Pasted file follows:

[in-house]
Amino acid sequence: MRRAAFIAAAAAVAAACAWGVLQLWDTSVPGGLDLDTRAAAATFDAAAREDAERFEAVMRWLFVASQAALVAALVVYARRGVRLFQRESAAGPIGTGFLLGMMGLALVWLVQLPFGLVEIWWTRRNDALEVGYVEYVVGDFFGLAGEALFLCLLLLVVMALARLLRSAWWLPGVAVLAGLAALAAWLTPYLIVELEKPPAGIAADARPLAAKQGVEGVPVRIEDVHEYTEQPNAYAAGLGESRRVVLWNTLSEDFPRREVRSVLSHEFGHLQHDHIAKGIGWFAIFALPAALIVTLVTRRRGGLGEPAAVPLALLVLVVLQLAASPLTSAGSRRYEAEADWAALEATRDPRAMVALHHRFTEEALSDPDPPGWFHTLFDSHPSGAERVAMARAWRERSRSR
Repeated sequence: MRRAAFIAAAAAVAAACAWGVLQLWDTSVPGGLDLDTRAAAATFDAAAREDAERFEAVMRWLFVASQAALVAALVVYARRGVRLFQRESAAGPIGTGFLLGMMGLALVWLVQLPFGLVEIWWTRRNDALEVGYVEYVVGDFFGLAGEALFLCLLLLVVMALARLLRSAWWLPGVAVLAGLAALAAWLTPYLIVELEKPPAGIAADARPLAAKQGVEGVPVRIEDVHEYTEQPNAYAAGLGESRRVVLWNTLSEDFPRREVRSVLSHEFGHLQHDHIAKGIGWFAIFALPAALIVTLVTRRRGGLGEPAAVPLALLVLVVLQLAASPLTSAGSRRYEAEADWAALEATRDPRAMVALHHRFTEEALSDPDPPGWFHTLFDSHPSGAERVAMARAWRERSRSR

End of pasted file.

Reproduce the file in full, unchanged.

[in-house]
Amino acid sequence: MRRAAFIAAAAAVAAACAWGVLQLWDTSVPGGLDLDTRAAAATFDAAAREDAERFEAVMRWLFVASQAALVAALVVYARRGVRLFQRESAAGPIGTGFLLGMMGLALVWLVQLPFGLVEIWWTRRNDALEVGYVEYVVGDFFGLAGEALFLCLLLLVVMALARLLRSAWWLPGVAVLAGLAALAAWLTPYLIVELEKPPAGIAADARPLAAKQGVEGVPVRIEDVHEYTEQPNAYAAGLGESRRVVLWNTLSEDFPRREVRSVLSHEFGHLQHDHIAKGIGWFAIFALPAALIVTLVTRRRGGLGEPAAVPLALLVLVVLQLAASPLTSAGSRRYEAEADWAALEATRDPRAMVALHHRFTEEALSDPDPPGWFHTLFDSHPSGAERVAMARAWRERSRSR
Repeated sequence: MRRAAFIAAAAAVAAACAWGVLQLWDTSVPGGLDLDTRAAAATFDAAAREDAERFEAVMRWLFVASQAALVAALVVYARRGVRLFQRESAAGPIGTGFLLGMMGLALVWLVQLPFGLVEIWWTRRNDALEVGYVEYVVGDFFGLAGEALFLCLLLLVVMALARLLRSAWWLPGVAVLAGLAALAAWLTPYLIVELEKPPAGIAADARPLAAKQGVEGVPVRIEDVHEYTEQPNAYAAGLGESRRVVLWNTLSEDFPRREVRSVLSHEFGHLQHDHIAKGIGWFAIFALPAALIVTLVTRRRGGLGEPAAVPLALLVLVVLQLAASPLTSAGSRRYEAEADWAALEATRDPRAMVALHHRFTEEALSDPDPPGWFHTLFDSHPSGAERVAMARAWRERSRSR